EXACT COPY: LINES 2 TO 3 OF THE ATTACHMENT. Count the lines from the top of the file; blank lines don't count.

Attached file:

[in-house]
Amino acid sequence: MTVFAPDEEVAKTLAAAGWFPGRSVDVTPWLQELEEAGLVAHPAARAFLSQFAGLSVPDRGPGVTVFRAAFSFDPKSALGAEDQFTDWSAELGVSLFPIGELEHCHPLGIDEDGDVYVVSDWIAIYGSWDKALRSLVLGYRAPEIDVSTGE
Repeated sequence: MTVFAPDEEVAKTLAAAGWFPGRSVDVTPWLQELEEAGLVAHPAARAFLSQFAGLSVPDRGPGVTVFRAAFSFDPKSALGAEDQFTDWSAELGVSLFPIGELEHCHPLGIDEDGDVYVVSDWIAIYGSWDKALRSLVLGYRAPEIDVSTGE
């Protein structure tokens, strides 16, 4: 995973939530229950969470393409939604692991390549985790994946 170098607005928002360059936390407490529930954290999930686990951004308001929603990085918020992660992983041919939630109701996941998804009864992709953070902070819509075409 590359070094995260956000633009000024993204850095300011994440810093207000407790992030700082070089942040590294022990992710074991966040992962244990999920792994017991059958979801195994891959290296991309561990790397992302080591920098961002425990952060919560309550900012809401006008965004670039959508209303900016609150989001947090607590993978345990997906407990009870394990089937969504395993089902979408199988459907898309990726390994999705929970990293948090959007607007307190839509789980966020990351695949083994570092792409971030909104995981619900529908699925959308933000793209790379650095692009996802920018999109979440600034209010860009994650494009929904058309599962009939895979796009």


Amino acid sequence: MTVFAPDEEVAKTLAAAGWFPGRSVDVTPWLQELEEAGLVAHPAARAFLSQFAGLSVPDRGPGVTVFRAAFSFDPKSALGAEDQFTDWSAELGVSLFPIGELEHCHPLGIDEDGDVYVVSDWIAIYGSWDKALRSLVLGYRAPEIDVSTGE
Repeated sequence: MTVFAPDEEVAKTLAAAGWFPGRSVDVTPWLQELEEAGLVAHPAARAFLSQFAGLSVPDRGPGVTVFRAAFSFDPKSALGAEDQFTDWSAELGVSLFPIGELEHCHPLGIDEDGDVYVVSDWIAIYGSWDKALRSLVLGYRAPEIDVSTGE